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They were once a novelty but now e-Scooters have become a common site on paths and streets in cities across Australia.

The recent launch of a 12-month trial in Melbourne and Ballart has seen a surge in people using the electric powered personal transport devices.

But the test-scheme, which kicked off in February this year, prompted an immediate clampdown on rule breakers by police, who issued 38 penalty notices to riders in one day – including jumping red lights and not wearing a helmet.

With the rapid adoption of a new transport technology, it has raised questions about safety and how E-Scooters will coexist with other road users on our congested networks.

So what do you need to know before hopping on an E-Scooters and taking it for a ride?

Are E-Scooters the future of urban transport? 

States around Australia are looking to solve the problem of congested roads and polluting vehicles.

The Victorian government has launched a trial to “understand the benefits and risks associated with this new transport technology and to test if these vehicles can safely fit into the state’s transport network longer term”.

As part of the scheme adults 18 years and over can hire E-Scooters and ride them on bicycle lanes, shared paths and lower speed roads (up to 50km/h) within the participating local government areas.

You don't need a license to ride an E-Scooters, but your license can be cancelled or suspended for misconduct such as drink or drug driving infringements. 

What are the E-Scooter Rules?

  • Always wear a helmet
  • Travel at a safe speed
  • Do not exceed speed limit
  • No passengers
  • Be respectful to other riders and passengers
  • Comply with the rules


What E-Scooters offences apply?

The current law governing E-Scooters in Victoria, both privately owned and ones for commercial hire, appears to be the Road Safety Road Rules 2017 (Vic) and the amendments introduced by the Road Safety Road Rules Amendment (Electric Scooter Trial) Rules 2021 (Vic).

This includes any relevant fines and penalties. Currently, regulations are enforced by Victoria Police.

It is important to get up to speed with the rules before heading out – below are some E-Scooters specific offences.




Ride on a road or road related area that is not in an electric scooter use area (i.e. not a participating LGA)  


1 penalty unit 



Ride a high-powered electric scooter that is not part of a commercially operated share scheme* 


1 penalty unit 



Ride electric scooter on a footpath 


1 penalty unit 



Ride electric scooter on a road with a speed-limit greater than 50 km per hour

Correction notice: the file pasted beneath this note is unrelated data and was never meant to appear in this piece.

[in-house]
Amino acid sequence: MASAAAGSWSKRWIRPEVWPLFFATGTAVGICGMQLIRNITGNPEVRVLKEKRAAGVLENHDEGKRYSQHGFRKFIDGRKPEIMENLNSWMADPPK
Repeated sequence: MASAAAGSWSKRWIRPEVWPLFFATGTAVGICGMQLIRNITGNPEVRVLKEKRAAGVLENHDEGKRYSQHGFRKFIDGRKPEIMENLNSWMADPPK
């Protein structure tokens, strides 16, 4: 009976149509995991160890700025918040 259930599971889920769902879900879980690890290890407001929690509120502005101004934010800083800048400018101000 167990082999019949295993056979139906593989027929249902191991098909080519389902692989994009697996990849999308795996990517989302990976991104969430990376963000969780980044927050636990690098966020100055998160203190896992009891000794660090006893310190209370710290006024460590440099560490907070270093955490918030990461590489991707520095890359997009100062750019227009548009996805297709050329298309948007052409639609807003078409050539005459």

1 penalty unit 



Ride electric scooter alongside another rider or pedestrian travelling on the road or road related area in the same direction (i.e. must ride single file, or 1 abreast only)

1 penalty unit 



Ride electric scooter if under 18 years of age 

1 penalty unit 



Exceed speed limit on electric scooter (i.e. 20km/h max) 


1.25 penalty units  



Carry any other person on electric scooter 


1 penalty unit 



Consume intoxicating liquor while riding electronic scooter 

1.25 penalty units  



What happens if I’m injured or hurt someone else?

A key area of concern, especially when sharing a road or path with other vulnerable users, such as pedestrians or cyclists, is what happens if you are involved in an accident?

Neuron, one company involved in the E-Scooters trial in Victoria, recently introduced third-party insurance to riders.

This ‘extended cover will complement our existing AUD $20 million public liability insurance, along with the company’s personal accident insurance”, according to the company.

Riders are excluded from cover if they are in breach of local rules, the terms of service or the riding rules – which includes if a rider fails to wear a helmet or is over the alcohol limit.

Injury risks and wearing a helmet

While E-Scooters can be convenient ways of getting around cities, that doesn’t come without risks of injury.

Data collected in 18-months to May 2020 from three emergency departments in Brisbane found total of 797 people went to hospital after being injured on an "electric personal mobility device", including e-bikes, e-skateboards, segways and hoverboards, according to ABC News.

The majority of injuries, 624, were from E-Scooters that had been hired. Importantly, 54% of people in hospital were not wearing a helmet.

E-Scooters are not a toy

E-Scooters might look like a fun way to get around town, but they’re still subject to many of the same rules as cars and other vehicles.

When sharing the roads, it’s important to know your rights and responsibilities because the penalties for getting it wrong can be serious – physically, if you’re injured, and legally, if you cause injury to someone else or you’re pulled over by the police. 

Talk to one of our specialist public liability lawyers today

If you've been hurt in a public place, including a sports field, path or in a store, our experienced team can help. 

It doesn't cost you anything to know where you stand 

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